It's hard to avoid the "acquiescence bias" in an interface - people will say that they like something even after not being able to complete basic tasks. Rating design is subjective and people frequently feel like the are being put under pressure, right or wrong, to rate aesthetics. Tags that represent emotive responses or evoking feedback that is task-centric allows us to better measure actual success. Read on to see some recommendations that have been around for a while that may help with this.
I do feel like this area of usability, especially in the enterprise, is a work in progress. We have likely over-rotated on aesthetics due to mass frustration with archaic interfaces, and may need to re-balance priority against business process, perhaps taking some cues from social activity streams, rather than just focusing on 'small d' design as a way to solve adoption.
Most usability tests culminate with a short questionnaire that asks the participant to rate, usually on a 5- or 7-point scale, various characteristics of the system. Experience shows that participants are reluctant to be critical of a system, no matter how difficult they found the tasks. This article describes a guided interview technique that overcomes this problem based on a word list of over 100 adjectives. — David Travis, March 3, 2008, updated 22 July 2009.
These dimensions of usability come from the International Standard, ISO 9241-11, which defines usability as:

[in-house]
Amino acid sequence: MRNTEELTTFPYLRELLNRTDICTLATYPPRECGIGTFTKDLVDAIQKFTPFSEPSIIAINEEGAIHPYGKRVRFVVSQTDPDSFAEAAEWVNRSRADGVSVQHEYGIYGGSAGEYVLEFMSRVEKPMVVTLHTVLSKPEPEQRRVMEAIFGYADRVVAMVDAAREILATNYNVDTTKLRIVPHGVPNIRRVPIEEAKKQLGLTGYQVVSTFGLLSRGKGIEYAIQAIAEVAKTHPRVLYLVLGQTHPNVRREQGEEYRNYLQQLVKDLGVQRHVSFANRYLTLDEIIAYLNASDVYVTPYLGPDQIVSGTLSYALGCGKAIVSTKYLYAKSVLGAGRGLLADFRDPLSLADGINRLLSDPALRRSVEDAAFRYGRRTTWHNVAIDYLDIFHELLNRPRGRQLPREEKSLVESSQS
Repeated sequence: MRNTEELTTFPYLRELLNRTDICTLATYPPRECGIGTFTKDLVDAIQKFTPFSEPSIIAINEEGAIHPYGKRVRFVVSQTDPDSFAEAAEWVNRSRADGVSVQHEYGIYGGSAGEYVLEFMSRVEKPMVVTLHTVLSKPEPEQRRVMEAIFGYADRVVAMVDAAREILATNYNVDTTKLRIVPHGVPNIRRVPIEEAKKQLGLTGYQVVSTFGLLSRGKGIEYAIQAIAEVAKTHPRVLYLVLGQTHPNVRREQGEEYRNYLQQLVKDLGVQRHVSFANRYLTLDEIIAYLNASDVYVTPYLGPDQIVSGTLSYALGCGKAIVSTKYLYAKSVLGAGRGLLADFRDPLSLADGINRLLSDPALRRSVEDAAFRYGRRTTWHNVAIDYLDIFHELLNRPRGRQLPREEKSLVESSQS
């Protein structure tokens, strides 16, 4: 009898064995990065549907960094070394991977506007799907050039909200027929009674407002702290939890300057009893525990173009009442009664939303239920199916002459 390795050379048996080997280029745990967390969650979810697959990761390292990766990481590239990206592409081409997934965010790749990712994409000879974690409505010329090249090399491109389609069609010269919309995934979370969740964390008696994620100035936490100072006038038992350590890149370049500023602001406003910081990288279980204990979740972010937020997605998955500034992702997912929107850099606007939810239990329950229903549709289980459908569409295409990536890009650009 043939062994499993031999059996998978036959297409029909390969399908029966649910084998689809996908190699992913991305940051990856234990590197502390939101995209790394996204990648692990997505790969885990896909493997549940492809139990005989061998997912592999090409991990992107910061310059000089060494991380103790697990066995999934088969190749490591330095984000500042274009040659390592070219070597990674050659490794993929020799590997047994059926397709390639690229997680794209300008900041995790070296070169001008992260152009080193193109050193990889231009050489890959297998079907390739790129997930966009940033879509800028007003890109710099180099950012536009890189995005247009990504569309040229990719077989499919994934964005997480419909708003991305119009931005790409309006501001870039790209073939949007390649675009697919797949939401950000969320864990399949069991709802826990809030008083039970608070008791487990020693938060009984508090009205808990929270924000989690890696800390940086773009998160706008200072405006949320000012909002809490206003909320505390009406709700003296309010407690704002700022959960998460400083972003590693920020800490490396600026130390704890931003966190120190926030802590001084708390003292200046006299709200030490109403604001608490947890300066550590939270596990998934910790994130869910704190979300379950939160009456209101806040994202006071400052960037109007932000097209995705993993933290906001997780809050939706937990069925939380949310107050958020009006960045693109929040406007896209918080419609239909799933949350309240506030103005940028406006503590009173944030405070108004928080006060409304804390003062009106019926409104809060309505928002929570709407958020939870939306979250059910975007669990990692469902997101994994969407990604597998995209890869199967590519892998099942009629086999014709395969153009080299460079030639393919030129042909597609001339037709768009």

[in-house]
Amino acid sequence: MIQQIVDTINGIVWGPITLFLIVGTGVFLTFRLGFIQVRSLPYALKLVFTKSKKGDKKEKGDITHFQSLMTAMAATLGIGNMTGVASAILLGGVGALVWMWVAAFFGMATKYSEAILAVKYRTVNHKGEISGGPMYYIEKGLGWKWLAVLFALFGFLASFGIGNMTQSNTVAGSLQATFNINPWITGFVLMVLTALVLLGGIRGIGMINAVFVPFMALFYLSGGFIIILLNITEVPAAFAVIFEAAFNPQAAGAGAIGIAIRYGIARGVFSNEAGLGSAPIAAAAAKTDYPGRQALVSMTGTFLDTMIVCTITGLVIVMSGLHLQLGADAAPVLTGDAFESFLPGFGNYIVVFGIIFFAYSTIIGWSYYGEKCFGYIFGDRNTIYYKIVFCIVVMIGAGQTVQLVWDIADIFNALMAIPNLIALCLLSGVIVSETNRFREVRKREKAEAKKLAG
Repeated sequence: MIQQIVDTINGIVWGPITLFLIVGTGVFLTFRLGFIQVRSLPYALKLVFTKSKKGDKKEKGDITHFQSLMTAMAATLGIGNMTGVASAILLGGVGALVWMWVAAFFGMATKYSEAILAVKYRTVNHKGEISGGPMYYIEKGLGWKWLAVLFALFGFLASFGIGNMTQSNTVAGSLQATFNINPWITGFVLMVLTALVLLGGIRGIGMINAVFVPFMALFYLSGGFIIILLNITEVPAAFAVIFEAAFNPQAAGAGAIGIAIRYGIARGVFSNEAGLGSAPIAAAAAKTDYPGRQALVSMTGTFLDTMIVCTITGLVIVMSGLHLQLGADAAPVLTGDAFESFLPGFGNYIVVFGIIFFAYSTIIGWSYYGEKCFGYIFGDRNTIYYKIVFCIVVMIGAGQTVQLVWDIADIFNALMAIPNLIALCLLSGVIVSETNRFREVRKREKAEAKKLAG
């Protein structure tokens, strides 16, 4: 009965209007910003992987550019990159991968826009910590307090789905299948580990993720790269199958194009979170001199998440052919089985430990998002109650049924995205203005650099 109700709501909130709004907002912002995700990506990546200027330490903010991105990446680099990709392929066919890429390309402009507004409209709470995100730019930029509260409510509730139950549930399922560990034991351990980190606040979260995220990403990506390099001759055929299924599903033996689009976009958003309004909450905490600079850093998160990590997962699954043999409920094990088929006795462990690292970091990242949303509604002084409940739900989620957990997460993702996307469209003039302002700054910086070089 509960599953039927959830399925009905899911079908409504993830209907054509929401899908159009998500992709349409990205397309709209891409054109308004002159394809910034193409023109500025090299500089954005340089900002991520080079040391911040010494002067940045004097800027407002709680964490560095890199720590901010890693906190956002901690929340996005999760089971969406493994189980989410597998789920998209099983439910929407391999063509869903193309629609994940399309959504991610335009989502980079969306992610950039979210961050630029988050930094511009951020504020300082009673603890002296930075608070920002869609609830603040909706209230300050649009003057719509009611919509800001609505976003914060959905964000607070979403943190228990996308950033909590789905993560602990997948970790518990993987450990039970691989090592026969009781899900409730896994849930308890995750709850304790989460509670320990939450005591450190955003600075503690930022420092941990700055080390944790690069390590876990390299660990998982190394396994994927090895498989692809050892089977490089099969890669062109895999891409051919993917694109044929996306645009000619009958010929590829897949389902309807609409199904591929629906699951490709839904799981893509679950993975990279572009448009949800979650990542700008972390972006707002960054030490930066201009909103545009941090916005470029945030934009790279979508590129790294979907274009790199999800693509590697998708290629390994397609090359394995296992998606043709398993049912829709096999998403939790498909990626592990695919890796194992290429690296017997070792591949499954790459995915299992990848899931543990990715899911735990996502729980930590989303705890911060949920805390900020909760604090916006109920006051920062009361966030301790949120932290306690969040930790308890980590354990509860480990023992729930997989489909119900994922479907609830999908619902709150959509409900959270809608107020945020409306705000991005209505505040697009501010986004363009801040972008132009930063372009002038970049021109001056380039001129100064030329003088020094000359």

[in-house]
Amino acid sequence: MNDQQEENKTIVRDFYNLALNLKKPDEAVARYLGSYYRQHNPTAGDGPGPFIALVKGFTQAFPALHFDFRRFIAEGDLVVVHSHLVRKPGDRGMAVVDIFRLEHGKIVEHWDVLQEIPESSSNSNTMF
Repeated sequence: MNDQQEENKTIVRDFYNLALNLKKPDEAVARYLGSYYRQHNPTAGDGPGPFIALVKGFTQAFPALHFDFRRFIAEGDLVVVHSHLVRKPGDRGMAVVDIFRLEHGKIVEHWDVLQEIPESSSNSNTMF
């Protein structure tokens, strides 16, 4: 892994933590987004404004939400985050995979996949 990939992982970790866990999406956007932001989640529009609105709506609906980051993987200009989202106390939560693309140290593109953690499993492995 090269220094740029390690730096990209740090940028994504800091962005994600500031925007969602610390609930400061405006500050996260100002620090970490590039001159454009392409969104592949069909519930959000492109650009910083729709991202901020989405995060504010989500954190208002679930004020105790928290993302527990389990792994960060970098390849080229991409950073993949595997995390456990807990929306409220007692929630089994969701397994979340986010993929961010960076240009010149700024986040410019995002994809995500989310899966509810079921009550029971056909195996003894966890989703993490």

"Extent to which a product can be used by specified users to achieve specified goals with effectiveness, efficiency and satisfaction in a specified context of use."
The ISO definition of usability makes it clear that user satisfaction is just one important dimension of usability. People may be well disposed to a system but fail to complete business-critical tasks with it, or do so in a roundabout way. The three measures of usability — effectiveness, efficiency and satisfaction — are independent (PDF document) and you need to measure all three to get a rounded measure of usability.
In our studies, we notice that participants tend to rate an interface highly on a post-test questionnaire even when they fail to complete many of the tasks. I've spoken to enough of my colleagues at conferences and meetings to know that this problem is commonplace. Is this because we are about to give the participant £75 for taking part in a test session or is there something else at work? For example, one group of researchers makes this point:
"In studies such as this one, we have found subjects reluctant to be critical of designs when they are asked to assign a rating to the design. In our usability tests, we see the same phenomenon even when we encourage subjects to be critical. We speculate that the test subjects feel that giving a low rating to a product gives the impression that they are "negative" people, that the ratings reflect negatively on their ability to use computer-based technology, that some of the blame for a product's poor performance falls on them, or that they don't want to hurt the feelings of the person conducting the test." - Wiklund et al (1992).
Once you ask participants to assign a number to their experience, their experience suddenly becomes better than it actually was. We need some way of controlling this tendency.Read more at www.userfocus.co.uk